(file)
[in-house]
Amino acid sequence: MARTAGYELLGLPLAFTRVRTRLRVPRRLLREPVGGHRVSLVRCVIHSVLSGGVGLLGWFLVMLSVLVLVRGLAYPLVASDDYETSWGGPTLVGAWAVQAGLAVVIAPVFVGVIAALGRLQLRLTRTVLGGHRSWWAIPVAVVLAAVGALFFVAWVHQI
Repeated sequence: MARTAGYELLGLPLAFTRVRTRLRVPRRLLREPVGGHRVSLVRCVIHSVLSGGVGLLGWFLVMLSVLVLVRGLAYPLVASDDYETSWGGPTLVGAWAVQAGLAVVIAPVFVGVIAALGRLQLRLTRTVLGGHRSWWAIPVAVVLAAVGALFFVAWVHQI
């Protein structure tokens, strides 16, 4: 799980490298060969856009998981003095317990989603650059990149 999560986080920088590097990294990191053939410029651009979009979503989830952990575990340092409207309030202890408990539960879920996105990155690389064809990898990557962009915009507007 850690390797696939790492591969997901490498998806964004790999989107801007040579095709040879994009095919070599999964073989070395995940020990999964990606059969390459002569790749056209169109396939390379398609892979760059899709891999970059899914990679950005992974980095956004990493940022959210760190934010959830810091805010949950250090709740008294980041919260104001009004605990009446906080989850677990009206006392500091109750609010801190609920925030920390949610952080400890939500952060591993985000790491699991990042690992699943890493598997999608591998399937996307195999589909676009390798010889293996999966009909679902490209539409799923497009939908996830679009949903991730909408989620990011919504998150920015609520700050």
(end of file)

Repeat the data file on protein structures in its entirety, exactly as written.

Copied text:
[in-house]
Amino acid sequence: MARTAGYELLGLPLAFTRVRTRLRVPRRLLREPVGGHRVSLVRCVIHSVLSGGVGLLGWFLVMLSVLVLVRGLAYPLVASDDYETSWGGPTLVGAWAVQAGLAVVIAPVFVGVIAALGRLQLRLTRTVLGGHRSWWAIPVAVVLAAVGALFFVAWVHQI
Repeated sequence: MARTAGYELLGLPLAFTRVRTRLRVPRRLLREPVGGHRVSLVRCVIHSVLSGGVGLLGWFLVMLSVLVLVRGLAYPLVASDDYETSWGGPTLVGAWAVQAGLAVVIAPVFVGVIAALGRLQLRLTRTVLGGHRSWWAIPVAVVLAAVGALFFVAWVHQI
């Protein structure tokens, strides 16, 4: 799980490298060969856009998981003095317990989603650059990149 999560986080920088590097990294990191053939410029651009979009979503989830952990575990340092409207309030202890408990539960879920996105990155690389064809990898990557962009915009507007 850690390797696939790492591969997901490498998806964004790999989107801007040579095709040879994009095919070599999964073989070395995940020990999964990606059969390459002569790749056209169109396939390379398609892979760059899709891999970059899914990679950005992974980095956004990493940022959210760190934010959830810091805010949950250090709740008294980041919260104001009004605990009446906080989850677990009206006392500091109750609010801190609920925030920390949610952080400890939500952060591993985000790491699991990042690992699943890493598997999608591998399937996307195999589909676009390798010889293996999966009909679902490209539409799923497009939908996830679009949903991730909408989620990011919504998150920015609520700050």